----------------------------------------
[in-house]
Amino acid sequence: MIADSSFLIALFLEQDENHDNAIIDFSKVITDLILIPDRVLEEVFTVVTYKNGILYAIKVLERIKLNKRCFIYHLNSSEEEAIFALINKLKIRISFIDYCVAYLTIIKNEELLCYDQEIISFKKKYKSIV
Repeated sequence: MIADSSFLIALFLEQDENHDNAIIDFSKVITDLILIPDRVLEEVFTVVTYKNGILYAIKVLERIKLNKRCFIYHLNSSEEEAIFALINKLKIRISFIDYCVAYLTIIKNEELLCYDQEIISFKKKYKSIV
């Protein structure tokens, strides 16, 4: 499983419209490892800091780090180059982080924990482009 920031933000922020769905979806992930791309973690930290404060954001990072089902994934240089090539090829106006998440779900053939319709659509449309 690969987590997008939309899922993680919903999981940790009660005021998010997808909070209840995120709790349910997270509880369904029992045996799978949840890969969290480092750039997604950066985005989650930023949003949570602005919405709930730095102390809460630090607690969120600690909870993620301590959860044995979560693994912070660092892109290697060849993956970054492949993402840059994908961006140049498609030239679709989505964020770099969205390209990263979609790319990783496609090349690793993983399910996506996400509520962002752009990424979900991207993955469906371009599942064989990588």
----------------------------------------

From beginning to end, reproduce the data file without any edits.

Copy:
[in-house]
Amino acid sequence: MIADSSFLIALFLEQDENHDNAIIDFSKVITDLILIPDRVLEEVFTVVTYKNGILYAIKVLERIKLNKRCFIYHLNSSEEEAIFALINKLKIRISFIDYCVAYLTIIKNEELLCYDQEIISFKKKYKSIV
Repeated sequence: MIADSSFLIALFLEQDENHDNAIIDFSKVITDLILIPDRVLEEVFTVVTYKNGILYAIKVLERIKLNKRCFIYHLNSSEEEAIFALINKLKIRISFIDYCVAYLTIIKNEELLCYDQEIISFKKKYKSIV
């Protein structure tokens, strides 16, 4: 499983419209490892800091780090180059982080924990482009 920031933000922020769905979806992930791309973690930290404060954001990072089902994934240089090539090829106006998440779900053939319709659509449309 690969987590997008939309899922993680919903999981940790009660005021998010997808909070209840995120709790349910997270509880369904029992045996799978949840890969969290480092750039997604950066985005989650930023949003949570602005919405709930730095102390809460630090607690969120600690909870993620301590959860044995979560693994912070660092892109290697060849993956970054492949993402840059994908961006140049498609030239679709989505964020770099969205390209990263979609790319990783496609090349690793993983399910996506996400509520962002752009990424979900991207993955469906371009599942064989990588």